The Bachelor of Science Computer Engineering degree program is accredited by the Engineering Accreditation Commission of ABET, www.abet.org (http://www.abet.org/). The Bachelor of Science in Computer Engineering degree offers a curriculum in the study of computer systems including the design, construction, and overall operations with a major focus on hardware. It includes the study of digital circuits, embedded systems programming languages and operating systems. The program provides a solid mathematics, basic science, and engineering science base that is common to all quality engineering programs.
Laboratory experience in design, experimentation, observation, implementation, and discovery complement the theoretical portion of the program.
Three to five years after graduation, graduates of the BSCEG program will:
- EXPERT: Graduates of the Computer Engineering program are employable as computing professionals and will be recognized by their employers as well-prepared for their career in computing.
- AGILE: Graduates understand that education is a lifelong process and are well prepared for continuing studies, including graduate studies.
- ENGAGED: Graduates demonstrate appreciation for the professional, social, ethical and leadership roles of computing professionals.
- BROAD: Graduates have a knowledge of computing principles that includes all levels of modern computational architectural/infrastructure, operating systems and component-based hardware/embedded/software systems.
Program Learning Outcomes:
- An ability to apply knowledge of mathematics, science, and engineering.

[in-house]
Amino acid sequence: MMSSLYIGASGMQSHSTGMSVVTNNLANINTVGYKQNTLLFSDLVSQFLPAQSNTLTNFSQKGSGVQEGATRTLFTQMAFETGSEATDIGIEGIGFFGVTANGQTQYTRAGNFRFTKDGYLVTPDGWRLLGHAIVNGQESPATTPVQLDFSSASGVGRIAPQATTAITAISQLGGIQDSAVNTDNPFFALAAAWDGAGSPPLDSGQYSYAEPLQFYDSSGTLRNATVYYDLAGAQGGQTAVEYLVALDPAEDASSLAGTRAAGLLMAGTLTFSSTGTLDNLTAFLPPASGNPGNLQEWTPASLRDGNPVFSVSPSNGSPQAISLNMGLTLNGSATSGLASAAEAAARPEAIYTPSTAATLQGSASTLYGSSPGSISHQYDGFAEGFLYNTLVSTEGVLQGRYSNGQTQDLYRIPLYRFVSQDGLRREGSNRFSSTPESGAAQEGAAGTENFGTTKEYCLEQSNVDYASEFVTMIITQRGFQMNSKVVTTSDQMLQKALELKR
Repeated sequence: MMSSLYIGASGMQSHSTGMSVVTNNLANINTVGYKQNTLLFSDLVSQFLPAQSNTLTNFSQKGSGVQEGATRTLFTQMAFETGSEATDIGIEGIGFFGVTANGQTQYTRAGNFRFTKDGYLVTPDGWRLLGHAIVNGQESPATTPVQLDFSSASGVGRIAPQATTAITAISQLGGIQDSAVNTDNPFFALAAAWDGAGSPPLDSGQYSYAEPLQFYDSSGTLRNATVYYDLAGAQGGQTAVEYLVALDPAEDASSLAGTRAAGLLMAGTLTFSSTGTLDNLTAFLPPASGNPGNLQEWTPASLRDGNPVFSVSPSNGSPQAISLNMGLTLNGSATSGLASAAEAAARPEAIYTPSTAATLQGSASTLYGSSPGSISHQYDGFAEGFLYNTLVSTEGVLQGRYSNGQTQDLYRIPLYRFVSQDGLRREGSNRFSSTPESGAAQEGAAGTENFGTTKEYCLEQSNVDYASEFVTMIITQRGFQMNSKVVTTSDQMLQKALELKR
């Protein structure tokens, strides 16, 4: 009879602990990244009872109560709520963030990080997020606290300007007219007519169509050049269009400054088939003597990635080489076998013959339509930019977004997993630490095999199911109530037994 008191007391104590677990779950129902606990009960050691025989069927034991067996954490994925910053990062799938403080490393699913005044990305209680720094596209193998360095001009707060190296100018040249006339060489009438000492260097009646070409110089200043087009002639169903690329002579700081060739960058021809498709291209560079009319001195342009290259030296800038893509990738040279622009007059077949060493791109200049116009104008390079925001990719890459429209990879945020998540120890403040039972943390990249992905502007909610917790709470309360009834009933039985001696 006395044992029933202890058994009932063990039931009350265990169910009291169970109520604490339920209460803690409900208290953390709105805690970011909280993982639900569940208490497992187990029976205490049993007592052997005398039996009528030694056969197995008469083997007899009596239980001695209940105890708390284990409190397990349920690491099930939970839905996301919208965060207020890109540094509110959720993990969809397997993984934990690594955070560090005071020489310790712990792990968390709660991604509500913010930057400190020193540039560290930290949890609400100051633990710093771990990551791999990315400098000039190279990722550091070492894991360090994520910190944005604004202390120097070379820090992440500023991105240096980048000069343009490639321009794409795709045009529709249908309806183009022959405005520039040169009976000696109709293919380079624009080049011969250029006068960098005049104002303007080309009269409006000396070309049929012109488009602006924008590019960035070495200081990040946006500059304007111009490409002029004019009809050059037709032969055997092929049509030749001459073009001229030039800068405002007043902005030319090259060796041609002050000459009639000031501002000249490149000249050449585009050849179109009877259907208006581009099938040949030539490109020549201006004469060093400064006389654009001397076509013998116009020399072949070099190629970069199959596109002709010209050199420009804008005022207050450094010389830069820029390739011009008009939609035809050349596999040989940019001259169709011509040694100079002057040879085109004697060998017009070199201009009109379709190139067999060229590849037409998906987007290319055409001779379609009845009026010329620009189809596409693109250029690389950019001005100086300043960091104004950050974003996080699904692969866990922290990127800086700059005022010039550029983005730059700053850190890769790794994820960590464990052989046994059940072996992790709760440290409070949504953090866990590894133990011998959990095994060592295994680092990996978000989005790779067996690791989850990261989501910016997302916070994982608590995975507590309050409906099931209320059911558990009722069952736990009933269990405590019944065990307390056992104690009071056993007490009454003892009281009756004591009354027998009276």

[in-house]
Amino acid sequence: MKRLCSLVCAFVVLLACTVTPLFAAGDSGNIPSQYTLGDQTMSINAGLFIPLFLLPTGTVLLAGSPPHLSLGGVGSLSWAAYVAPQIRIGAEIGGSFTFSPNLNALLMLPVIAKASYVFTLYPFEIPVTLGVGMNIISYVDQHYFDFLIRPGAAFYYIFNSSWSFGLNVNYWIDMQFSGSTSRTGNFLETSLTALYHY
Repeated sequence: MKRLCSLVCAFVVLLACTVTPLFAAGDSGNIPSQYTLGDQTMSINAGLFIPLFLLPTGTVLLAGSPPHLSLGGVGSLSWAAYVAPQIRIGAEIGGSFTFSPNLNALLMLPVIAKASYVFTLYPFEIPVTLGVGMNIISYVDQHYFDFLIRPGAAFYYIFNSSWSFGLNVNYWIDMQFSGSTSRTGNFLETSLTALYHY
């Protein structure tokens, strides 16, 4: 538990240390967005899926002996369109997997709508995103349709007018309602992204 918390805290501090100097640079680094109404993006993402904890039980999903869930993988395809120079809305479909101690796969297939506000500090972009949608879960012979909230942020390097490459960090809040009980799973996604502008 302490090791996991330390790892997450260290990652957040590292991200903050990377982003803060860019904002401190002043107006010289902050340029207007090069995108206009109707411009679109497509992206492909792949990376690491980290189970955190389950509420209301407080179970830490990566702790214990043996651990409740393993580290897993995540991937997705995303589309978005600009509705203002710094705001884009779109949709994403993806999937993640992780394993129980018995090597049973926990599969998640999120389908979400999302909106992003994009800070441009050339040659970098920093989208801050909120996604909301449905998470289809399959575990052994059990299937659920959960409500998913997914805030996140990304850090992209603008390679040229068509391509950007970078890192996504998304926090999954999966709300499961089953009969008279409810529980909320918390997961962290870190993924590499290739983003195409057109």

- An ability to design and conduct experiments as needed to evaluate artifacts and processes not suitable to other analysis, coupled with an ability to analyze and interpret data possibly using statistical, logical, inductive, graphical, analogical, etc. reasoning and report the results of the interpretation.
- An ability to design a system, component, or process to meet desired needs.
- An ability to function on multidisciplinary teams such as in group projects.
- An ability to identify, formulate, and solve engineering and science problems as appropriate to the discipline of computer engineering.
- An understanding of professional and ethical responsibility.
- An ability to communicate effectively in written (prose as well as mathematical, scientific, and engineering notations in technical reports), graphical (diagrams, charts, visualizations, and animations), and oral (discussions with colleagues, group meetings, and formal presentations) forms.
- The broad education necessary to understand the impact of engineering and scientific solutions in a contemporary global , economic, environmental, and societal context: relevant to being a productive and contributing citizen at the local, national, and international levels.
- A recognition of the need for, and an ability to engage in life-long learning of computer engineering and related topics.
- An ability to use the techniques, skills, and modern tools necessary for professional engineering practice such as CAD tools and physical instruments, modern programming languages, and computer hardware components.
For additional information:
I. Wright State Core: 42 Hours
Global Traditions: 6 Hours
Natural Science: 10 Hours
Additional Core Courses: 7 Hours
- MTH 2310 - Calculus II Credit Hour(s): 4
- Additional courses in MTH, STT, CHM, BIO, PHY, or EES appropriate for EES appropriate for science or engineering majorsCredit Hour(s): 3
II. Computer Science and Engineering Courses: 59 Hours
A. Required Computer Science Courses: 11 Hours
B. Required Computer Engineering Courses: 25 Hours
C. CS/CEG Electives: 12 Hours
At least 9 hours must be at the 4000 level
D. Other Required Engineering Courses: 11 Hours
III. Mathematics and Science Courses: 11 Hours
A. Required Mathematics/Statistics Courses: 11 Hours
IV. General Electives: 8 Hours
Electives may be from any area of study approved by the Department of Computer Science and Engineering
Graduation Planning Strategy
The Graduation Planning Strategy (GPS) has been created to illustrate one option to complete degree requirements within a particular time frame. Students are encouraged to meet with their academic advisor to adjust this plan based on credit already earned, individual needs or curricular changes that may not be reflected in this year’s catalog.